I write this with grieving in my heart. I was standing in the doorway of a hospital room a few days ago, about to visit a patient, when a call came on my cellphone. I listened in disbelief to a family member telling me that a detailed note had been left, with instructions on where the body could be found. I could only say, “Our beautiful brother Doug is gone.”
Afterwards, I found a private place to wail with sadness and grief. As I write this, the tears still come easily.
There is not a shadow of a doubt in my mind that he was the kindest, most selfless man I knew. He was the one who came home to care for Mom and Dad in their later years, so they would not have to take up residence in a nursing home. Dad passed away within a few years, and Mom lived two years longer. My, how he loved his Mom, and lavished on her the tender care she needed which my sister, the nurse, said was beyond Level 4.
I called him The Man of a Million Kindnesses and they flowed from an exceedingly tender heart. He grew up in West Africa as I did, in what was the second-poorest country in the world. I think it marked him forever. He had such a huge, sympathetic heart for disadvantaged and downtrodden people, and was fierce in his defence of them.
He was also very practical in the help he gave. He wanted people, including his nephews and nieces, to learn skills, and to do things for themselves. So, for example, when he was doing a big volunteer painting project, he offered the roller to those who came by, young and old, to let them have the joy of learning a skill. And he had so many talents to teach, including construction skills, painting and gourmet cooking.
I will tell just one story of kindness from my brother Doug's life. It happened a little over a year ago. A young man was delivering papers to towns and businesses in the Spalding area, and his car died near the Ruten farm. One of my relatives gave the young man a ride into town, and when my brother Doug understood his situation, he got his own car and, for the next couple hours, took the young man on his route to complete delivery of his papers. Then he drove him the 40 miles back to his home in Melfort at no charge to the young man. That is just one example of literally thousands that could be highlighted, illustrating Doug's kind heart and generosity. He had never met this young man before, and would probably never see him again. Kindness flowed from him like a river.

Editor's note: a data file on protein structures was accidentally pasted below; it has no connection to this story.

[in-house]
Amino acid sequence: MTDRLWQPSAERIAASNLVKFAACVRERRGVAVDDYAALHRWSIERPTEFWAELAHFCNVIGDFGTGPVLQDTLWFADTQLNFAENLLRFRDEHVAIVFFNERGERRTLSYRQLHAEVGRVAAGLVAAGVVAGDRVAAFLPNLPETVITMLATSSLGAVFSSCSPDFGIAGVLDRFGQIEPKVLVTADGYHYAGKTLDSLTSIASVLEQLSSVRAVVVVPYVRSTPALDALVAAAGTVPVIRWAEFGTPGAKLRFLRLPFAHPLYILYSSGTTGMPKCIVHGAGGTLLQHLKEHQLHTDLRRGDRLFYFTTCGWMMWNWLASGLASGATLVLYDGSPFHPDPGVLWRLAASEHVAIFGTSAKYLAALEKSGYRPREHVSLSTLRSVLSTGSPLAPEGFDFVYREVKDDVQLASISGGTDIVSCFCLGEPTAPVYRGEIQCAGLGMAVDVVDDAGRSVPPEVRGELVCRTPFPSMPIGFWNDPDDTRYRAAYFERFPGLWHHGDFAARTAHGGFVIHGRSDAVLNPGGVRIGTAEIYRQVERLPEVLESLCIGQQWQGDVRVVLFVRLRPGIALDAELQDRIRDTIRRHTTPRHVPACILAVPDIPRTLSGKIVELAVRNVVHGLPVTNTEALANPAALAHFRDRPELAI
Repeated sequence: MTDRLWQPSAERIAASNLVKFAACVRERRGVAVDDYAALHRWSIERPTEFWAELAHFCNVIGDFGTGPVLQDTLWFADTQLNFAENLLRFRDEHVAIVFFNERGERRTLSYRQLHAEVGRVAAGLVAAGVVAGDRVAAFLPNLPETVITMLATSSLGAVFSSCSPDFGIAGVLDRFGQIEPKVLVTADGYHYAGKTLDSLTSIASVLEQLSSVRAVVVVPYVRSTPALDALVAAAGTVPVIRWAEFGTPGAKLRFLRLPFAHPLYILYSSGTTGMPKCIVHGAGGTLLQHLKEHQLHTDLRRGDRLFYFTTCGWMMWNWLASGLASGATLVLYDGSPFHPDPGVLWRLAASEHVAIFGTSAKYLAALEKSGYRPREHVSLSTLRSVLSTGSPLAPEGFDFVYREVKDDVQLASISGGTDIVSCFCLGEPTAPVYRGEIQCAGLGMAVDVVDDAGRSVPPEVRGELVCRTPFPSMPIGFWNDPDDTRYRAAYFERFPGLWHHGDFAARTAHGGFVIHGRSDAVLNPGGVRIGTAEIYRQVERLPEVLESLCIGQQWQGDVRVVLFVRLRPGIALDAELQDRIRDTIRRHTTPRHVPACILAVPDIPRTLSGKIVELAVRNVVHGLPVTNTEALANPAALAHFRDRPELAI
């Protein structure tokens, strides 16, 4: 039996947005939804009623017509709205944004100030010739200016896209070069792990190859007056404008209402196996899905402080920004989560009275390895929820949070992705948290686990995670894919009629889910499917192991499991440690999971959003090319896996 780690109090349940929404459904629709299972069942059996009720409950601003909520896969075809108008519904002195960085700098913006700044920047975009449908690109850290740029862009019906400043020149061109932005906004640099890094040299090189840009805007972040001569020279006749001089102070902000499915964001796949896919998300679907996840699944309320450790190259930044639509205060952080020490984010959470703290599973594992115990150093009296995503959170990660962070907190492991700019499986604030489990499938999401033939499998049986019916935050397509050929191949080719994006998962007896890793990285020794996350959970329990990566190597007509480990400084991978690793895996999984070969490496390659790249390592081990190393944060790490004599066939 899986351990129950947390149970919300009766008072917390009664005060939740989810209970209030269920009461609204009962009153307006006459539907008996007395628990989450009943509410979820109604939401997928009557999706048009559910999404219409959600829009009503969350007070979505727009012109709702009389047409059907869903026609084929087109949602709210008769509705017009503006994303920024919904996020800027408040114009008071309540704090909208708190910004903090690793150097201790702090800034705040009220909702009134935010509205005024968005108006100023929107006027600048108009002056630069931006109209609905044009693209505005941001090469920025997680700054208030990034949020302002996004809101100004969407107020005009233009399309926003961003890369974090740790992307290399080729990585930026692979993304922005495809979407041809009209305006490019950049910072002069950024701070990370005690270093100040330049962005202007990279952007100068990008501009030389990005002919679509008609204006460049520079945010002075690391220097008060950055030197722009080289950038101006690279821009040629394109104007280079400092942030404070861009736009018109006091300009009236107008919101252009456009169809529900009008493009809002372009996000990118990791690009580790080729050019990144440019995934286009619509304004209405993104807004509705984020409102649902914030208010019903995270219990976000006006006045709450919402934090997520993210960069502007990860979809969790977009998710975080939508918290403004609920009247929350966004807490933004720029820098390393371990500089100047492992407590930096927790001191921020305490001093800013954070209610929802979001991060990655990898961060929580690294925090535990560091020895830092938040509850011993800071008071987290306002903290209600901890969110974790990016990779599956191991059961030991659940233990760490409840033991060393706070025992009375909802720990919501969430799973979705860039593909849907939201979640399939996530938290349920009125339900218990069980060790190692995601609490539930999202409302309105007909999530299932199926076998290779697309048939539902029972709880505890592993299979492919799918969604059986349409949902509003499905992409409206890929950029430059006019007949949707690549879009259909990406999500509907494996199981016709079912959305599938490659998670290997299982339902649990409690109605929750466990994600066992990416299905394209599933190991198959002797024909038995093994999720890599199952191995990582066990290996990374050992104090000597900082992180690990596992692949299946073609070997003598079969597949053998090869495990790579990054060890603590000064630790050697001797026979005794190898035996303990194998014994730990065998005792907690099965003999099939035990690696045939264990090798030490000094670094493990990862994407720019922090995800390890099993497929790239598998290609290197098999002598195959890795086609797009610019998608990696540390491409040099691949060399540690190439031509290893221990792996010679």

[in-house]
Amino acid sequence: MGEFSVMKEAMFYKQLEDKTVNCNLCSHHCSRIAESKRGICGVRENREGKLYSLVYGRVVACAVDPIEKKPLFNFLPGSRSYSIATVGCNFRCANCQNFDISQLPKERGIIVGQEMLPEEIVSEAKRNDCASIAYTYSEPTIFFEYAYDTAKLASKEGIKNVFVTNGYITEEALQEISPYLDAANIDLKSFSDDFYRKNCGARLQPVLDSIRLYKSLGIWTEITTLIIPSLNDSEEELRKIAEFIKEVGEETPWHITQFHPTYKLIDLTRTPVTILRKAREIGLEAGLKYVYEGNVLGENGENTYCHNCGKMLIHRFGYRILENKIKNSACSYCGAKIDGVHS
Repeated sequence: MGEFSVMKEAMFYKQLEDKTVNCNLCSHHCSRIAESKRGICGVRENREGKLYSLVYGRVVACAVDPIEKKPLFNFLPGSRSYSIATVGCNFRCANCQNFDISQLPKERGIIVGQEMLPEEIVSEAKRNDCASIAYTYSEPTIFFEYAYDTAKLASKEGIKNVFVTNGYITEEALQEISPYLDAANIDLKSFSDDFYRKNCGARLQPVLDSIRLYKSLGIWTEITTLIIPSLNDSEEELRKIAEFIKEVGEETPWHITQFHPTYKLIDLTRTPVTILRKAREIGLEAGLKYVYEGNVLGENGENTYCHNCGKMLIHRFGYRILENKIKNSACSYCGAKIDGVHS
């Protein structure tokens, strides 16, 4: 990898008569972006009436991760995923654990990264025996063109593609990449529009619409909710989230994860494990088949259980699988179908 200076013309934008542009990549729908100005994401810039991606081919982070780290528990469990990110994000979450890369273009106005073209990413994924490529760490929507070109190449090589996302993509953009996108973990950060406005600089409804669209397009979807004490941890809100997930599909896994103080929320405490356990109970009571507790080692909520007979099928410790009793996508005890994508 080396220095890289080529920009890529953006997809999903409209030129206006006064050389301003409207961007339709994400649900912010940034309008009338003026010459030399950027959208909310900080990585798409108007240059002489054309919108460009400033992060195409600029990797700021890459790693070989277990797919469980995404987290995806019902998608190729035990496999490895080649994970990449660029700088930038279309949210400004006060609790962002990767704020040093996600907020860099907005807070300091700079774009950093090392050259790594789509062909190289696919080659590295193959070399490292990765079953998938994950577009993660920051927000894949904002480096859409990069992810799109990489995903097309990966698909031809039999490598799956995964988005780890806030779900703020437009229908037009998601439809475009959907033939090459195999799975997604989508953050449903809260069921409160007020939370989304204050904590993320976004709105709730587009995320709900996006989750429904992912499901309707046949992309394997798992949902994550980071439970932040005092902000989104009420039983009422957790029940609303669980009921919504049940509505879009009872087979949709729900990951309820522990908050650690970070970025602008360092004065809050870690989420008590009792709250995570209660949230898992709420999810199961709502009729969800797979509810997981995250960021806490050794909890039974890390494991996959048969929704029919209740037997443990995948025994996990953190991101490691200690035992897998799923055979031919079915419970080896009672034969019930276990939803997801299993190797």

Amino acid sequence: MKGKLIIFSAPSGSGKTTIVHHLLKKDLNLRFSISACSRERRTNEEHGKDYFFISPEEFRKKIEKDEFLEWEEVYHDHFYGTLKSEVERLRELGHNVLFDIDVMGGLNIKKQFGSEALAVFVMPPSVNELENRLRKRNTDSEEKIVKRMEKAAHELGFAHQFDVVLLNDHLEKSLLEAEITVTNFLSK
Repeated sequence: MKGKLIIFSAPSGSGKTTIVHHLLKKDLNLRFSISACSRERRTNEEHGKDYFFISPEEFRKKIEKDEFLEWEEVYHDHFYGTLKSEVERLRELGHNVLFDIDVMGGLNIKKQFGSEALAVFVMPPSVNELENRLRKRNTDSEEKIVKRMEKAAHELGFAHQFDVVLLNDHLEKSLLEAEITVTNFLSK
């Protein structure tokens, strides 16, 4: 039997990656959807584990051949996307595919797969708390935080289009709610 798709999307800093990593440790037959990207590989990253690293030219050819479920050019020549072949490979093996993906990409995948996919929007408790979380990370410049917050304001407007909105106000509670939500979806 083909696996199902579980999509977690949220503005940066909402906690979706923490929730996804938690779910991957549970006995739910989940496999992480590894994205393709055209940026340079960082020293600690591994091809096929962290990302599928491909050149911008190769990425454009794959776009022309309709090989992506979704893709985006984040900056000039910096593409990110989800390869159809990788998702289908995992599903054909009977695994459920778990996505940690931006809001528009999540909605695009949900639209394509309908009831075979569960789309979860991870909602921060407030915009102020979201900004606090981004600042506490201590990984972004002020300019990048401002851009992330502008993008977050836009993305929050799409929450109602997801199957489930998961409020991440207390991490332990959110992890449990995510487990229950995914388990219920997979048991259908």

But he struggled. Often, it is the kindest ones who have the biggest battles.
He struggled with his bipolar condition, and the frequent depression that came with it. At certain times of the year, he would become reclusive. We had hour-long conversations every two or three weeks. During the last long conversation we had, he told me that, no matter who came to his door asking for money, he always gave them something. And, believe me, he did not have a lot of money to give. But everyone who knew him was struck by his extraordinary kindness towards people, and generosity with them. He was always encouraging family members to call each other, and keep in touch.
He didn't want to hurt anyone.
But he did, by the way he ended his own life. I'm sure he had another million kindnesses in him.
He never wanted to cause trouble for anyone. He left a note for the RCMP who would find his body in the bush at the end of his six-hour drive up north. In the note, he apologized for the trouble he had caused them.
I feel I need to say to people who are hurting, depressed, maybe in despair: “If you are thinking about ending your life: Please don't! Choose life!” Those few who survived the terrible leap from the Golden Gate Bridge in San Francisco were all so happy to be alive! No matter how bad it feels now, you can live to feel joy again!
I, too, have sunk into emotional depths where life hardly seemed worth living. But I am glad to be alive! I'm so grateful that I did not follow the powerful emotions of a low moment, and end it all.
An Emily Dickinson poem has meant a lot to me:
“If I can stop one heart from breaking,
“I shall not live in vain;
“If I can ease one life the aching,
“Or cool one pain,
“Or help one fainting robin
“Unto his nest again,
“I shall not live in vain.”
Your life means a lot to people around you! Reach out to one of them. Give them a call; give me a call, if you need to!
Jesus said that he came that we might have life to the full (John 10:10). He can reach you however deeply you have sunk. He reached me! Choose to reach out to Him. Choose life!